The United Nations Correspondents Association held a press briefing with Hon. David Miliband, President and CEO of the International Rescue Committee (IRC), following his intervention at the UK-sponsored event “Attacks on Civilians and Civilian Infrastructure in North-West Syria: What Does International Humanitarian Law Say?” at UNHQ.
Hon. Miliband also spoke to recent humanitarian developments in NE Syria, specifically conditions at Al Hol camp with new IRC data on child mortality and discussed refugees and the SDGs in the lead-up to the SDG summit.
BIOGRAPHY: David Miliband is President and CEO of the International Rescue Committee (IRC), where he oversees the agency’s humanitarian relief operations in more than 40 countries and its refugee resettlement and assistance programs in 25 US cities.
From 2007 to 2010, Miliband was the 74th Secretary of State for Foreign Affairs of the United Kingdom, driving advancements in human rights and representing the U.K. throughout the world. In 2006, as Secretary of State for the Environment, he pioneered the world’s first legally binding emissions reduction requirements. He was Member of Parliament for South Shields from 2001 to 2013.
Miliband’s first book, Rescue: Refugees and the Political Crisis of our Time, was published by TED Books in November 2017.
ABOUT IRC: The International Rescue Committee responds to the world’s worst humanitarian crises, helping to restore health, safety, education, economic wellbeing, and power to people devastated by conflict and disaster. Founded in 1933 at the call of Albert Einstein, the IRC is at work in over 40 countries and 26 offices across the U.S. helping people to survive, reclaim control of their future, and strengthen their communities. Learn more at www.rescue.org and follow the IRC on Twitter & Facebook.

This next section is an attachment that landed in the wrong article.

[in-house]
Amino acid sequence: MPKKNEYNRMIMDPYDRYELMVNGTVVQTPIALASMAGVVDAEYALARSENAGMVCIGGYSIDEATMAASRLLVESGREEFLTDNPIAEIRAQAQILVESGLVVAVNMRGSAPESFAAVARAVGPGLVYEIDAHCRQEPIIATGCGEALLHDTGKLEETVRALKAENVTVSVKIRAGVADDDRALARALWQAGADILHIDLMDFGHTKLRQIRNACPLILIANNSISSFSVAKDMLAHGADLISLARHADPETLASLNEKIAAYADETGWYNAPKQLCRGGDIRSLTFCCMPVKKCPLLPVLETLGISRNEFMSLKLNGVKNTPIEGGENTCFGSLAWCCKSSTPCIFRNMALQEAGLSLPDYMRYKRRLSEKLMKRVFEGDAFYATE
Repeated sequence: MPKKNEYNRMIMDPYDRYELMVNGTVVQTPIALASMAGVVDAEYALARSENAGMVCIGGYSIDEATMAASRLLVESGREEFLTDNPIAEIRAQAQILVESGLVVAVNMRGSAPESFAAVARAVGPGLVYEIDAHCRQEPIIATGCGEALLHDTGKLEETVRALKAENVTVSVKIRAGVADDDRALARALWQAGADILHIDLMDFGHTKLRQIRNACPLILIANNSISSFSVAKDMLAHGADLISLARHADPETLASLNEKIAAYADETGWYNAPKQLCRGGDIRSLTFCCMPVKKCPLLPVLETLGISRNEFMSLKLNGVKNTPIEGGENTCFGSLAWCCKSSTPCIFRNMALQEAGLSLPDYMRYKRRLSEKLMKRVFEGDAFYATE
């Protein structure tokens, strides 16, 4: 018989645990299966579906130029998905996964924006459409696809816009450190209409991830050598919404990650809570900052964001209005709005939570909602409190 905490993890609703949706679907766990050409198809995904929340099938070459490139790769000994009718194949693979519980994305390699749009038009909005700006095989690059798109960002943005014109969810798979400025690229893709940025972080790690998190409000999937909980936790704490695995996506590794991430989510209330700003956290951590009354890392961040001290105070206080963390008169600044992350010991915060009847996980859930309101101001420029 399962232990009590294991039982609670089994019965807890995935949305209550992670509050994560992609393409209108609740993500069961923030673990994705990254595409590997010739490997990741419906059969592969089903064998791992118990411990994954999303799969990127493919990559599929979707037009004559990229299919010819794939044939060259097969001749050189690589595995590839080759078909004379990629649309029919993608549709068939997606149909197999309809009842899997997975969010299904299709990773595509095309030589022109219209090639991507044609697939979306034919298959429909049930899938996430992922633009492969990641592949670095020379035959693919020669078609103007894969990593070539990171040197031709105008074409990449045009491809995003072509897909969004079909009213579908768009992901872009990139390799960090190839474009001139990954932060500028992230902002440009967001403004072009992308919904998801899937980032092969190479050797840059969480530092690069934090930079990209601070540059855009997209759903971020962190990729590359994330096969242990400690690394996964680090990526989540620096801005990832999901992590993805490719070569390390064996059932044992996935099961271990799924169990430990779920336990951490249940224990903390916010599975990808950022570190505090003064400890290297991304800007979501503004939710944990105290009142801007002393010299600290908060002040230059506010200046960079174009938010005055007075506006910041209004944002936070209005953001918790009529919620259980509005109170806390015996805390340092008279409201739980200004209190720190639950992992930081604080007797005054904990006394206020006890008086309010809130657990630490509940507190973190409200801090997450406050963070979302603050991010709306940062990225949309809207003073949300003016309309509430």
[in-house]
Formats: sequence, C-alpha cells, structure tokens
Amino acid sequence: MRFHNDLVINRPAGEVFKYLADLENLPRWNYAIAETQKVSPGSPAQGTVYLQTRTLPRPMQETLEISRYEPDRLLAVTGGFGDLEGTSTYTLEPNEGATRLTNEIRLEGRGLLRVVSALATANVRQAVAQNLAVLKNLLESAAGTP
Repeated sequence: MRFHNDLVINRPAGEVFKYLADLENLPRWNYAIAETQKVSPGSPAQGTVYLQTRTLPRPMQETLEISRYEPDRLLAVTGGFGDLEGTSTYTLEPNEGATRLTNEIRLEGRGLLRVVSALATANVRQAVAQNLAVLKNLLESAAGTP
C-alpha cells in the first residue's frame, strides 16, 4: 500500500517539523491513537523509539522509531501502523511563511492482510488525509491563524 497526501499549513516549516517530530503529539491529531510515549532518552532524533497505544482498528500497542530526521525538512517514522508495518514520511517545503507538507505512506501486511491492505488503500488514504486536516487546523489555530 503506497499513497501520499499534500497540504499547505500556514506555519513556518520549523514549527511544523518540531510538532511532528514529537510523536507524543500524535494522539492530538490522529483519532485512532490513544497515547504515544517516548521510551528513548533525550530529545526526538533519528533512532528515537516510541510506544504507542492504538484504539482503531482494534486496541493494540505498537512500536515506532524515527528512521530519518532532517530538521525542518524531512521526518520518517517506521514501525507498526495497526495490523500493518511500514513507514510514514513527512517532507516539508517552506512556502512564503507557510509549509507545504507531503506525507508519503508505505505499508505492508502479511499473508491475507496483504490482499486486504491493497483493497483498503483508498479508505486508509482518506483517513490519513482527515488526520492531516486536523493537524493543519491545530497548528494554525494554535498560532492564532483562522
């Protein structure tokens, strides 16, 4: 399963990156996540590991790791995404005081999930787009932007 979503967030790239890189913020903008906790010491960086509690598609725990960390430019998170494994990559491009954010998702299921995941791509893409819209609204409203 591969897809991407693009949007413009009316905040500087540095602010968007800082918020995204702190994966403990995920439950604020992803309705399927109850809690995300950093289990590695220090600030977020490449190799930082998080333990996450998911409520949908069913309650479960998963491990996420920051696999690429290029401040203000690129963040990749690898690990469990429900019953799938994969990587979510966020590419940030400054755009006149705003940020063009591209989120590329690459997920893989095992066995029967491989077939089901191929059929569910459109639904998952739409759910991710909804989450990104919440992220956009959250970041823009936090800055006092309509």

Follow David Miliband on Twitter: @DMiliband
Follow IRC on Twitter: @RESCUEorg
For more information please contact: Chiara Trincia,
Senior Communications Officer, IRC
Phone number: +16467713214
I agree twitter.com/waelchehab1/st…
They contributed to the mess by providing false information and by covering up for the number one reason for the mess: Hisbollah and it’s criminal activities especially siphoning off Lebanon’s reserves through so called smuggling and by forcing that stupid default.— Wael N. Chehab (@WaelChehab1) July 7, 2020
Yes—to quote John Le Carré: the question is always why. twitter.com/malexjohnson/s…
1. Learn to write for its own sake. A good city editor can teach you to write news in six weeks.— Alex Johnson (@MAlexJohnson) July 8, 2020
2. "Why" questions are always better than "what" questions.
3. Your nagging doubt about anything is almost always right.